Credibility is found in doing what we say we’re going to do and be. There’s an old line that says, “Who you are speaks so loudly I cannot hear what you say.” We could adjust it a bit to read, “Who you aren’t speaks so loudly I cannot hear what you say.”

Be Authentic
Authenticity is no more - and no less - than being a person who can be believed, accepted, trusted, and relied upon to be that which is as presented

I talked with a woman in our church who had been unchurched for seventeen years before coming to Meck. I asked her what it was about our team of communicators that had impacted her. I was surprised that she did not even have to pause. She said, “I never felt preached to. Instead I felt talked to. I could identify with you as people. You shared your struggles - your life experiences - in a way that I could relate to. You didn’t come pretending to have your act together, talking down to everybody.”    

Authenticity is when a speaker is willing to share who they really are, without masks or pretension. I’m not talking about being maudlin, or having little or no discretion in terms of revealing your personal life. The key is to be authentic, which means to be real.

People in your audience know that you have junk in your life – they’re just waiting to see if you’ll own up to it. Many of us were taught to withhold our true selves from those we serve. The idea was that if the realities of our life became known, we would lose our moral influence and ability to provide spiritual leadership. 

In reality, the opposite is true.

A mother who has lost her child to a drunk driver has a greater ability to speak to the subject of drinking and driving than the average police officer. A person who has struggled in a difficult marriage and remained committed is much more winsome and compelling than someone who proclaims, “We never argue with each other.” 

So share when you have screwed up more than when you were the hero. And share where you have life-long struggles. I know, this is tough, but it can be so helpful to others. Most folks at Meck know that I’ve struggled with relationships and community. I never had much of either growing up; and my personality reflects my struggles with intimacy and openness beyond my family and a close circle of friends. Knowing that this is one of my “areas” brings an honesty to my speaking.

Authenticity does something else, too: It gives the listener permission to be authentic. When we are open and authentic about our lives, it allows those to whom we minister to be open and honest about their lives. Ministry begins when you can create a context where people can stand up and say, “My name is John, and I'm addicted to porn; My name is Betty, and I have breast cancer; My name is Steve, and my marriage is falling apart; My name is Bill, and I have AIDS; My name is Carol, and I just lost my job; My name is Alice, and I’m lonely.”

When this happens, we open the door to the giving and receiving of both grace and truth.

And isn’t that what we’re trying to accomplish as communicators?

James Emery White

 

Sources

For more on effective communication, see James Emery White’s, What They Didn’t Teach You in Seminary (Baker).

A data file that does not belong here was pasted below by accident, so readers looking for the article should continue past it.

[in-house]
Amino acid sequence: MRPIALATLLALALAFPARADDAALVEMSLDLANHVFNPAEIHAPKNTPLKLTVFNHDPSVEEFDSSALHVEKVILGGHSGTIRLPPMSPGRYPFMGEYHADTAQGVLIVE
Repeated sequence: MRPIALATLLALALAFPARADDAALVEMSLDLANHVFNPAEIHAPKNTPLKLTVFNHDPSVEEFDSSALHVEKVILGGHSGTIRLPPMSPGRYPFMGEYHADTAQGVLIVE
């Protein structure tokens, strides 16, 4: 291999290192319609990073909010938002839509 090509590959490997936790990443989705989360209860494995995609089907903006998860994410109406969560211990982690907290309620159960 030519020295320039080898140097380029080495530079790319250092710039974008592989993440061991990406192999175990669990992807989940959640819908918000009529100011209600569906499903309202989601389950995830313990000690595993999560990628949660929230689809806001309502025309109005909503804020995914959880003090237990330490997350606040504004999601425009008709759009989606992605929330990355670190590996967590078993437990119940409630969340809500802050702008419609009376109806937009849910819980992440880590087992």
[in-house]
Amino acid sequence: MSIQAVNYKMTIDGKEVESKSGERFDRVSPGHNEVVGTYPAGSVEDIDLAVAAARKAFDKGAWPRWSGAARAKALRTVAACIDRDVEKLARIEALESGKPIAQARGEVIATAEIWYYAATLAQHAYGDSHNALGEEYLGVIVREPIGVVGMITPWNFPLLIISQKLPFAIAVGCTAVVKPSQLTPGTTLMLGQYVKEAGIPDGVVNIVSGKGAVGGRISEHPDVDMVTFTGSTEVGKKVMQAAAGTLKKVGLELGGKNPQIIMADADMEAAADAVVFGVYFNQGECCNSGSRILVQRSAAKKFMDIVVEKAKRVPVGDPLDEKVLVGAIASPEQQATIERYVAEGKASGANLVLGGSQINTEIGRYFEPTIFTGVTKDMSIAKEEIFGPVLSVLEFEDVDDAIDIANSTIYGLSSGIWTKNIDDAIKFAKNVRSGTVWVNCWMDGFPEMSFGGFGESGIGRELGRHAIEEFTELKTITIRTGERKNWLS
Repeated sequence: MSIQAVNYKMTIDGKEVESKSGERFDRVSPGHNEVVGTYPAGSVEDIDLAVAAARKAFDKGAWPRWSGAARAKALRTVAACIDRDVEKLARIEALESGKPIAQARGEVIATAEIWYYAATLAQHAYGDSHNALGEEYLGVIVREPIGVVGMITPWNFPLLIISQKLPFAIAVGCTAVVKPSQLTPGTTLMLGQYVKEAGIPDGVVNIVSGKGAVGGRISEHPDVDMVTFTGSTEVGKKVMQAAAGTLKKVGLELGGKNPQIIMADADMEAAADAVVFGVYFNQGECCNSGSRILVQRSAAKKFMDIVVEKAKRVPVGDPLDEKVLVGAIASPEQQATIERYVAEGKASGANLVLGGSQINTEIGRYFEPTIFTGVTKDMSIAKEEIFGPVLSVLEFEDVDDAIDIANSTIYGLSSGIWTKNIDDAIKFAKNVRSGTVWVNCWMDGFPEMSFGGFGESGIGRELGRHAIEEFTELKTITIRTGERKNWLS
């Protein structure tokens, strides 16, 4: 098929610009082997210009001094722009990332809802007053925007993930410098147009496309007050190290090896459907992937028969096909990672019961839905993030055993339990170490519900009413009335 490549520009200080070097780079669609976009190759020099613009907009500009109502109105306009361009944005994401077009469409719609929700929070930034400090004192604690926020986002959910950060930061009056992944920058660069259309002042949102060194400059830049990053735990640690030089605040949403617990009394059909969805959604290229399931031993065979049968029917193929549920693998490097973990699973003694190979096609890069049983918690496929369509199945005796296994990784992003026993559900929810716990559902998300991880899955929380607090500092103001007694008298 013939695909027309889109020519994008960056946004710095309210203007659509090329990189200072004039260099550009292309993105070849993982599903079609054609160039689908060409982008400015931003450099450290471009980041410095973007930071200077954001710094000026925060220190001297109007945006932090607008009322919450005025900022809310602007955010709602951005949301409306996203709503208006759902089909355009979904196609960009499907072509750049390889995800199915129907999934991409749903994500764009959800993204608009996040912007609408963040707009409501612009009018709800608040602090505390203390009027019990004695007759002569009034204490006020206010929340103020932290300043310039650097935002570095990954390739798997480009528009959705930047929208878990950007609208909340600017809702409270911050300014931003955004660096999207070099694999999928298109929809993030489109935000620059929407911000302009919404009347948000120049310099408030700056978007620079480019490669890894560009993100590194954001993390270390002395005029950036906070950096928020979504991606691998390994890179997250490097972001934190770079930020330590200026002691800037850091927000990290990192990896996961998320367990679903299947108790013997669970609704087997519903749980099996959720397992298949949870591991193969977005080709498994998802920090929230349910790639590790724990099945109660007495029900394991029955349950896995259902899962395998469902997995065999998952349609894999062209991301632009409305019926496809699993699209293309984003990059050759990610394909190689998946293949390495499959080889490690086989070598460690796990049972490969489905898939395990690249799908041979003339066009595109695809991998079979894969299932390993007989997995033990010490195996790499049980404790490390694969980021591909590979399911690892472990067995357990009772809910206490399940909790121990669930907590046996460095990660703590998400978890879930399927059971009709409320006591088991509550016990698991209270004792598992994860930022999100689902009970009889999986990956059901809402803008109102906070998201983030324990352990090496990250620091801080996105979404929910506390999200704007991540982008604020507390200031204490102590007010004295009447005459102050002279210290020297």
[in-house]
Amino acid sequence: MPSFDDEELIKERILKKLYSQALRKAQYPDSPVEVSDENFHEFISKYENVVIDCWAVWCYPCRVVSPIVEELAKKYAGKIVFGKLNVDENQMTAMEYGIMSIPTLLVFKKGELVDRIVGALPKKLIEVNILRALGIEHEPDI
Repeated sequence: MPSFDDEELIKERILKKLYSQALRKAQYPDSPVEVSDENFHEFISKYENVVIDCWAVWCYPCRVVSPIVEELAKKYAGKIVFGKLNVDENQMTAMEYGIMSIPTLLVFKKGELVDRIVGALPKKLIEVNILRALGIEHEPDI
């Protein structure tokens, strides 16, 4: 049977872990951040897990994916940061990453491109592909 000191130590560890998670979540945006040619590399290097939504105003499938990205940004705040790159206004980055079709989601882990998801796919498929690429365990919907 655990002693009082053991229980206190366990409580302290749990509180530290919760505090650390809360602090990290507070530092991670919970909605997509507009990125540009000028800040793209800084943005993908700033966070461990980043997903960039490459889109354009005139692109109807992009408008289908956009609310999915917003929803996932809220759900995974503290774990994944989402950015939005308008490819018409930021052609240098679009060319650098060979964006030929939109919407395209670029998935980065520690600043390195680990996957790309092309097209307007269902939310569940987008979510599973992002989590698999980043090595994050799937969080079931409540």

About the Author

James Emery White is the founding and senior pastor of Mecklenburg Community Church in Charlotte, NC, and the ranked adjunctive professor of theology and culture at Gordon-Conwell Theological Seminary, where he also served as their fourth president. His latest book, The Rise of the Nones: Understanding and Reaching the Religiously Unaffiliated, is available on Amazon. To enjoy a free subscription to the Church and Culture blog, visit ChurchAndCulture.org, where you can view past blogs in our archive and read the latest church and culture news from around the world. Follow Dr. White on twitter @JamesEmeryWhite

Racism is very, very real to those on its receiving end. The dilemma is how distant it can “feel” to those who are not on its receiving end and, thus, not confronted as vigorously as it should be.

This was laid bare in a social experiment where a man (who spoke English) asked strangers in Lithuania to translate a Facebook message he received from Lithuanian to English. 

At the start of each encounter, the man says he has been in the country for two weeks and wants each Lithuanian to translate a stranger’s message he cannot understand.

He asks: “Please, can you translate this for me? On my Facebook page someone wrote it to me. I don’t know the person.”

Handing the Lithuanians his tablet they eagerly begin reading the post.

But then, as they read the message, they realize its content.

It’s a racist message.

The ensuing reaction of the various translators, including that of a child, was arresting; captured in a short YouTube video, viewed nearly 4 million times.

Suddenly, for the translators the hate is real.

The empathy flows.

The heart melts.

But this is precisely what is missing from most of our lives. Racism is a concept, a hypothetical, a category.

It’s not an experience.

And until it is, we may never rise up against it the way we should.

So maybe watch the video again.

And start feeling it.

James Emery White

 

Sources

Click here to watch the experiment.

Francis Scott, “Heartbreaking video shows man asking strangers to translate a racist Facebook message he’s received but they struggle to get the words out,” DailyMail, July 21, 2016, read online.

About the Author

James Emery White is the founding and senior pastor of Mecklenburg Community Church in Charlotte, NC, and the ranked adjunctive professor of theology and culture at Gordon-Conwell Theological Seminary, where he also served as their fourth president. His latest book, The Rise of the Nones: Understanding and Reaching the Religiously Unaffiliated, is available on Amazon. To enjoy a free subscription to the Church and Culture blog, visit ChurchAndCulture.org, where you can view past blogs in our archive and read the latest church and culture news from around the world. Follow Dr. White on twitter @JamesEmeryWhite